Even if physical and land use obstacles are overcome, another strategic obstacle is organizational: transit agencies are cumbersome partners to private redevelopers. Despite its strengths, Metro still proves the rule and its parent, LACMTA, seems to avoid solutions. Two years ago, a Public-Private Partnership and the fad-ish “value capture” scheme were proposed during LAUS’ initial long term planning. But, both were dropped from the 2013 Master Plan. This is inauspicious… and hard to understand since LACMTA owns 45 acres — plus air rights — and influences much more that could produce a great urban center. LACMTA must set-up a practical process to develop effective public-private ventures if it expects LAUS to evolve into an urban center. If as great a businessman as Mayor Bloomberg has to face failure at Penn Station, LA’s chances seem slim without innovation.

Amidst the abundant efforts nationwide to revive central stations, integrating them into an urban fabric is a common challenge to many Sunbelt municipalities. Most know that if they do this right, other factors for transit can more easily sync. A workable framework for redeveloping economically around LAUS does much to enhance LA’s example for Sunbelt cities. But, that leadership also must develop fiscal responsibility. Maximizing the assets it has — its current station in particular — is key to minimize operating costs in a new, fiscally sustainable regime.

18 Comments
Topics: Architecture and Design, Historic Preservation, Public Policy, Strategic Planning, Transportation
Cities: Los Angeles

18 Responses to “Los Angeles Union Station: Looks Great And Works Well, Too! by Robert Munson”

  1. Kendall A says:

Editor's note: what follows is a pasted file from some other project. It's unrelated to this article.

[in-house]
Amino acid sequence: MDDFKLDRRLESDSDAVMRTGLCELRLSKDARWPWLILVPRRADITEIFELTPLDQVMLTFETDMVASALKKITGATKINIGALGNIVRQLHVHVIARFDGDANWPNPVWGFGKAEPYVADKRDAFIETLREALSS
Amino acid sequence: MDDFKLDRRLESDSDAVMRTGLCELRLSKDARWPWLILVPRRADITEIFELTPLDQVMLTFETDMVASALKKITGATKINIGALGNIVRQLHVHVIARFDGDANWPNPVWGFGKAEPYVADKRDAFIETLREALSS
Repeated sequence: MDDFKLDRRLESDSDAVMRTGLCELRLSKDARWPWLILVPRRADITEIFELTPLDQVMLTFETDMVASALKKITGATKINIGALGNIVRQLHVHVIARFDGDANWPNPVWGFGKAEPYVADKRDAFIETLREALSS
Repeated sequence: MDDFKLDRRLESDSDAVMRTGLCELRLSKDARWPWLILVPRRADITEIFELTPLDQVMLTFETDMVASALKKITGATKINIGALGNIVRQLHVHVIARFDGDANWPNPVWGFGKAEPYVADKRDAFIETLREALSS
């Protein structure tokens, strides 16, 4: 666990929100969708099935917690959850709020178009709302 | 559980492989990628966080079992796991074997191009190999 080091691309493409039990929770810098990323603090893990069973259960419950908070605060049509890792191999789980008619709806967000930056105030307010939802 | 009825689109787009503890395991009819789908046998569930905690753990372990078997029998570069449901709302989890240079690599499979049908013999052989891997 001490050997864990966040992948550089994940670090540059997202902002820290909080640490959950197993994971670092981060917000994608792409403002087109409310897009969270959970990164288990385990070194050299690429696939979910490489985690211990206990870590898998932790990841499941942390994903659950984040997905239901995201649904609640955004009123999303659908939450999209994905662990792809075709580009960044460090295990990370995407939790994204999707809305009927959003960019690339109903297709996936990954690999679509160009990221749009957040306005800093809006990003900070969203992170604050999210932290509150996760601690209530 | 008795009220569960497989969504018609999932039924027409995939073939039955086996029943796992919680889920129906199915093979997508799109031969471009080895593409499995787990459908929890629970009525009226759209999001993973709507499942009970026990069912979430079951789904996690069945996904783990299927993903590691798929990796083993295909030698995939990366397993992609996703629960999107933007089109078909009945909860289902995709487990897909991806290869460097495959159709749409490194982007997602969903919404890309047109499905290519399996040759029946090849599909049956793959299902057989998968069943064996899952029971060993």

I love Union Station, I’ll admit I’m a partisan when it come to it, albeit since I’ve left LA I’m one of those Amtrak users that slows all of the commuters down (sorry guys.) I think you’ve outlined a few of the issues it does have. In terms of the neighborhoods surrounding it, you failed to mention Olvera St, right across Alameda from LAUS, and a historically designated space that complicates development. At the same time, it’s a beautifully preserved walkable historic district in itself. The key I think for the neighborhood would to be better connect Olvera with the station by somehow making Alameda more crossable, which I think would require routing it underneath a pedestrian plaza. Second, I think mixed development up toward and around Phillipe’s (another LA landmark of sorts) should be easily accomplished and then you would have an urban gateway that connects and utilizes several existing assets.

  2. Robert Munson says:

    Kendall–
    Thanks for your comment.
    The City and LAUS are already working on narrowing Alameda to connect the station to Olvera. And there are moves afoot to make the in-front parking lots into urban spaces. All this is good. However, the good is limited by 101 dividing the station from the Civic Center and the older downtown. Highways continue as the bane of transit and stations.

    I didn’t mention it in the article article because it is speculation: but I guess 101 is the primary cause of through-routing costs doubling; having to raise tracks up to 3 feet to accommodate 101 trucks. Transportation cannot be sustainable as long as vehicles have priority.

  3. Michael Ebner says:

    I have used LAUS a few times as a passenger.

    I love its scale — not monumental — as well as its history.

    Its situation in downtown LA also works to its advantage.

    I certainly agree, by comparison, that LAUS is an exemplar when contrasted with the sad-sack circumstances of NYC’s Penn Station and Chicago’s down-at-the-heels Union Station.

    YES, providing LAUS with enhanced access to Light Rail would be another step — long overdue — toward making it function as a genuine transit village.

  4. Rod Stevens says: